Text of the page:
To a beginner, all computers are mysterious, complicated, and confusing. Even driving a mouse takes muscle coordination that you may have forgotten that you’ve actually learned. In learning to drive a Windows machine, you may have picked up all sorts of habits that are as unnecessary as double-clutching a modern car—habits like rebooting when something goes wrong. Switching to Linux can be like renting a car in another country—the signs are unfamiliar, you drive on the other side of the road, you’re sitting on the wrong side of the car. There is a definite learning curve involved in switching to Linux, but with a little time behind the wheel, you’ll soon feel right at home.
For the new computer user, learning to use Linux is no harder than learning to use Windows. For really experienced users, Linux offers far more power, customizability and flexibility that makes Windows feel constraining. It’s only those in the middle who have been using Windows for years that have any trouble making the switch. And because large corporations are filled with people who have been using Windows for years, most of the FUD stories you’ll hear add retraining and temporary loss of productivity as a significant cost.
The other reason you might not be able to switch to Linux is if you rely upon some application that’s not available in Linux. I don’t mean Microsoft Word or Powerpoint—those can be completely replaced by OpenOffice.org (without even switching to Linux). But, in just about every primary business, there are key programs you and your colleagues use, that people in other industries don’t need. Many have free software, Linux-based equivalents, but the free software versions are often far behind in terms of functionality.
Now, I’m not an expert in these areas, but I’m going to provide some examples of software with different types of issues preventing people from switching:
Assessment: Great equivalents; migration is expensive
Proprietary software: Quickbooks
It seems like all small businesses use QuickBooks, as if there was no other choice. It’s an automatic decision for most businesses. Never mind that many accountants prefer PeachTree. But in any case, there are some great business accounting packages for Linux, and we have quite a bit of experience working with them. Personal finance programs are definitely more polished in Windows, but it’s easy to find some simple checkbook managers for Linux. Bookkeeping seems to be the single biggest barrier for moving a small business to Linux—not because there isn’t an alternative, but only because people are stuck with several years of data in what they currently use.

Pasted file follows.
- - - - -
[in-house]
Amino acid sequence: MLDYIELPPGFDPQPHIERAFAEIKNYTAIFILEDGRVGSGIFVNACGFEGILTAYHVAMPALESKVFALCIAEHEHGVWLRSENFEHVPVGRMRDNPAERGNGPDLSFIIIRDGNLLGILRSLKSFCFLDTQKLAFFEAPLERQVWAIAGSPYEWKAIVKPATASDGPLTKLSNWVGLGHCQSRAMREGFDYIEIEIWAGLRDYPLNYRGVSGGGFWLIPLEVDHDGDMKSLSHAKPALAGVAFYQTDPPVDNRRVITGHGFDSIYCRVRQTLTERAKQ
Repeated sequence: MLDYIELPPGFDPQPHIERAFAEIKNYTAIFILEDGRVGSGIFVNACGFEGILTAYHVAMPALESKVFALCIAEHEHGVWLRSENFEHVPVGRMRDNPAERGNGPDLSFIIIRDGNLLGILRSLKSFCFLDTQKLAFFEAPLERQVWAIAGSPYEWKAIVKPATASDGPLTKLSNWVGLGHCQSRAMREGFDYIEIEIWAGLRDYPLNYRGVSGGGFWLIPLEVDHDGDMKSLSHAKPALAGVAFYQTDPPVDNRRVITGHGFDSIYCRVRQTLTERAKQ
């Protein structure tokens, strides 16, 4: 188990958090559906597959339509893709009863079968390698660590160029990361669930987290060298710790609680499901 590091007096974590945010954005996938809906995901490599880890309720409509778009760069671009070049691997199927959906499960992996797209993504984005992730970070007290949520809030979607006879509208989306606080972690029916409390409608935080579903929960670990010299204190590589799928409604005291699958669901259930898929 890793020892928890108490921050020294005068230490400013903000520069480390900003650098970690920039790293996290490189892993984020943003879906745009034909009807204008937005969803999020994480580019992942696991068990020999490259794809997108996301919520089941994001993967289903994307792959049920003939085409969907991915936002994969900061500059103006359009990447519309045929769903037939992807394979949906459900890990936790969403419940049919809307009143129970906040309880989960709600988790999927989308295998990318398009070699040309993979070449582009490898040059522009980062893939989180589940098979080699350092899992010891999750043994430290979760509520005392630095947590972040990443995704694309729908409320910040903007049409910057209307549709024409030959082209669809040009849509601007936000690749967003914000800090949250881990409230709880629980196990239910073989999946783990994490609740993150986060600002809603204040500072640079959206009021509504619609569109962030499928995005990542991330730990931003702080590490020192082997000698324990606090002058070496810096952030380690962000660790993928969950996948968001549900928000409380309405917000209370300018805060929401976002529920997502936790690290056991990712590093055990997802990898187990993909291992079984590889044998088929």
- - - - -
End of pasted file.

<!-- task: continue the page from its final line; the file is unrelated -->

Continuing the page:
Assessment: Good equivalents, missing a couple high-end features
Proprietary software: Photoshop
Free software equivalent: The GIMP
The GIMP is a powerful image manipulation program that does nearly everything Photoshop does. However, until version 2.0 came out a year or so ago, it didn’t handle the CMYK color model, which professional photographers and printers need for print production. The GIMP is now pretty much equivalent to Photoshop 6.0, and can read Photoshop files directly. Color management in general is a weak area for Linux and The GIMP.
Assessment: Good equivalents, not quite mature
Proprietary software: InDesign, Quark
Free software equivalent: Scribus
Scribus already does most of what PageMaker could do, and it’s only a couple years old. Compared to InDesign, the main lack you’ll find in Scribus is the ability to drag and drop pictures and text from other programs—another weak area for Linux in general. There’s a way to do just about everything related to laying out and printing a brochure or sales pamphlet in Scribus, but figuring out how can be a challenge. Unlike The GIMP, color management is one of the strong points for Scribus, and most of its users are professional desktop publishers so you know it has compelling features. It also can do PDF forms, and most anything you’d like to do in a PDF. However, I don’t know how effective it would be for laying out a longer catalog or magazine.
Assessment: Equivalents for modest needs
Proprietary software: AutoCAD
Free software equivalent: QCad
QCad is a 2-dimensional CAD program. It doesn’t have the 3D capabilities of AutoCad, but it’s a lot easier to use in general, and if you don’t need the 3D views, you may find it a great solution at a fraction of the cost. QCad can read industry-standard DXF files.
Assessment: No equivalents
Proprietary software: Various estimating packages
Free software equivalent: None
There are about a dozen different packages for generating estimates for housing remodels. Some include regularly updated databases with prices of materials in particular cities. As you get to the lower end of software, there are a lot of authors of shareware packages to meet very specific needs, and only a few of these have moved to a free software model.
Even if you’re stuck using a proprietary, Windows-only software package in your business, there’s no reason you can’t start taking advantage of free software for the rest of your business, and start limiting your dependence on vendors who can cut off your service. If you have several computers in your business, you might keep one of them on Windows to run the software you need for your business, and cut the licensing expenses on the rest of your computers.